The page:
Effects of elevated CO 2 and soil water content on phytohormone transcript induction in Glycine max after Popillia japonica feeding

Clare L. Casteel, Olivia K. Niziolek, Andrew D.B. Leakey, May R. Berenbaum, Evan H. DeLucia

Research output: Contribution to journalArticle

Abstract

Plants will experience increased atmospheric CO 2 and drought in the future, possibly altering plant-insect dynamics. To investigate the combined effects of these components of global change on plant-insect interactions, three major hormone signaling pathways [jasmonic acid (JA), salicylic acid (SA), and ethylene (ET)] and related defenses were examined in undamaged soybean (Glycine max) leaves and after Japanese beetle (Popillia japonica) feeding; plants were grown under elevated CO 2 and reduced soil water both independently and simultaneously. Nutritional quality and Japanese beetle preference for leaf tissue grown under these different conditions also were determined. Elevated CO 2 increased the concentration of leaf sugars and dampened JA signaling transcripts but increased the abundance of SA compared with plants grown in ambient CO 2. A mild reduction in soil water content had no effect on leaf sugars but stimulated the induction of transcripts related to JA and ET biosynthesis after herbivory. When applied in combination, elevated CO 2 and reduced soil water content suppressed the expression of transcripts related to JA and ET gene transcription. Exposure to elevated CO 2 alone increased susceptibility of soybean to beetle damage. However, exposure to elevated CO 2 in combination with reduced soil water content negated the impact of elevated CO 2, leaving susceptibility unchanged. Predicting future crop resistance to pests must take into account interactions among individual components of global climate change.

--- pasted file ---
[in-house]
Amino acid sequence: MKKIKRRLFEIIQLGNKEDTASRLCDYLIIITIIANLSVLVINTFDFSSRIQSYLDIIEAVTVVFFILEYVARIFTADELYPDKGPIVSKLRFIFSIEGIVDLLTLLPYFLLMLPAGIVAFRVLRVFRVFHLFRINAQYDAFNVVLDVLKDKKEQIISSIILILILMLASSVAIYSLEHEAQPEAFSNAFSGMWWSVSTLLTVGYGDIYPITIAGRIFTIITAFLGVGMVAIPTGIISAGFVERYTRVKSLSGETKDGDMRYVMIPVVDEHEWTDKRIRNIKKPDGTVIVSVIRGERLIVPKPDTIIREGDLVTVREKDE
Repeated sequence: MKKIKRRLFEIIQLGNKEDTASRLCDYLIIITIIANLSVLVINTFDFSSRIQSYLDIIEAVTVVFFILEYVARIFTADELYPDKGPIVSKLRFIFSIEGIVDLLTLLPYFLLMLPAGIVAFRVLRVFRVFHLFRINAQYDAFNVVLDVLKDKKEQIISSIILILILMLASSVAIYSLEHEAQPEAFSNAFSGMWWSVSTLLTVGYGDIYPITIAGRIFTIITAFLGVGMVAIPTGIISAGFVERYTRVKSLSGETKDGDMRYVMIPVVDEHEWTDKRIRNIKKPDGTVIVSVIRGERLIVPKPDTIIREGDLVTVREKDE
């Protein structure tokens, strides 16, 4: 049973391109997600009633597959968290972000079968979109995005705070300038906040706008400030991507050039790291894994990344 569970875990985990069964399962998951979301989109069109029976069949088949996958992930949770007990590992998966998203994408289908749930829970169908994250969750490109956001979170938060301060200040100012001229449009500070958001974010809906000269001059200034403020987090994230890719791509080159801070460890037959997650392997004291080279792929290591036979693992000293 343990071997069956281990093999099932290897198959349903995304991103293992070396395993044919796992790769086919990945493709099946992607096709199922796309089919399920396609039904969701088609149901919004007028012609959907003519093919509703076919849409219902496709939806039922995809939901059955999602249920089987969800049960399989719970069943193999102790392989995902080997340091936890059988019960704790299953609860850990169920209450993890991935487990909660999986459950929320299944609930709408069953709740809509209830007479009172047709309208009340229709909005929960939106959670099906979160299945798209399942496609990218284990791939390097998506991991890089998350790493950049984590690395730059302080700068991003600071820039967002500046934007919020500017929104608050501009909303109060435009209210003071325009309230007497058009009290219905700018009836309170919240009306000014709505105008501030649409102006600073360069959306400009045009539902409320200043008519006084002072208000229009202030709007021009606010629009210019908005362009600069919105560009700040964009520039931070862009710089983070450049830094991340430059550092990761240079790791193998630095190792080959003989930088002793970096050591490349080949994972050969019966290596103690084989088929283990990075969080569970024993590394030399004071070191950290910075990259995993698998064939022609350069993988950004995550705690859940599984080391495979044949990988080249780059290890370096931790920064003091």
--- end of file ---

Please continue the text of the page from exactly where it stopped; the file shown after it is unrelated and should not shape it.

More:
Original languageEnglish (US)
Pages (from-to)439-447
Number of pages9
JournalArthropod-Plant Interactions
Volume6
Issue number3
DOIs
StatePublished - Sep 1 2012

Fingerprint

Popillia japonica
jasmonic acid
plant hormones
soil water content
Glycine max
soil water
water content
ethylene
beetle
salicylic acid
acid
soybean
leaves
sugar
plant-insect interaction
soybeans
sugars
plant-insect relations
global change
herbivory

Keywords

  • Carbon dioxide
  • Drought
  • Global change
  • Induced defenses
  • Japanese beetle
  • Plant-insect interactions
  • Soybean

ASJC Scopus subject areas

  • Ecology, Evolution, Behavior and Systematics
  • Ecology
  • Agronomy and Crop Science
  • Insect Science

Cite this

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title = "Effects of elevated CO 2 and soil water content on phytohormone transcript induction in Glycine max after Popillia japonica feeding",
abstract = "Plants will experience increased atmospheric CO 2 and drought in the future, possibly altering plant-insect dynamics. To investigate the combined effects of these components of global change on plant-insect interactions, three major hormone signaling pathways [jasmonic acid (JA), salicylic acid (SA), and ethylene (ET)] and related defenses were examined in undamaged soybean (Glycine max) leaves and after Japanese beetle (Popillia japonica) feeding; plants were grown under elevated CO 2 and reduced soil water both independently and simultaneously. Nutritional quality and Japanese beetle preference for leaf tissue grown under these different conditions also were determined. Elevated CO 2 increased the concentration of leaf sugars and dampened JA signaling transcripts but increased the abundance of SA compared with plants grown in ambient CO 2. A mild reduction in soil water content had no effect on leaf sugars but stimulated the induction of transcripts related to JA and ET biosynthesis after herbivory. When applied in combination, elevated CO 2 and reduced soil water content suppressed the expression of transcripts related to JA and ET gene transcription. Exposure to elevated CO 2 alone increased susceptibility of soybean to beetle damage. However, exposure to elevated CO 2 in combination with reduced soil water content negated the impact of elevated CO 2, leaving susceptibility unchanged. Predicting future crop resistance to pests must take into account interactions among individual components of global climate change.",
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AU - Berenbaum, May R.

AU - DeLucia, Evan H.

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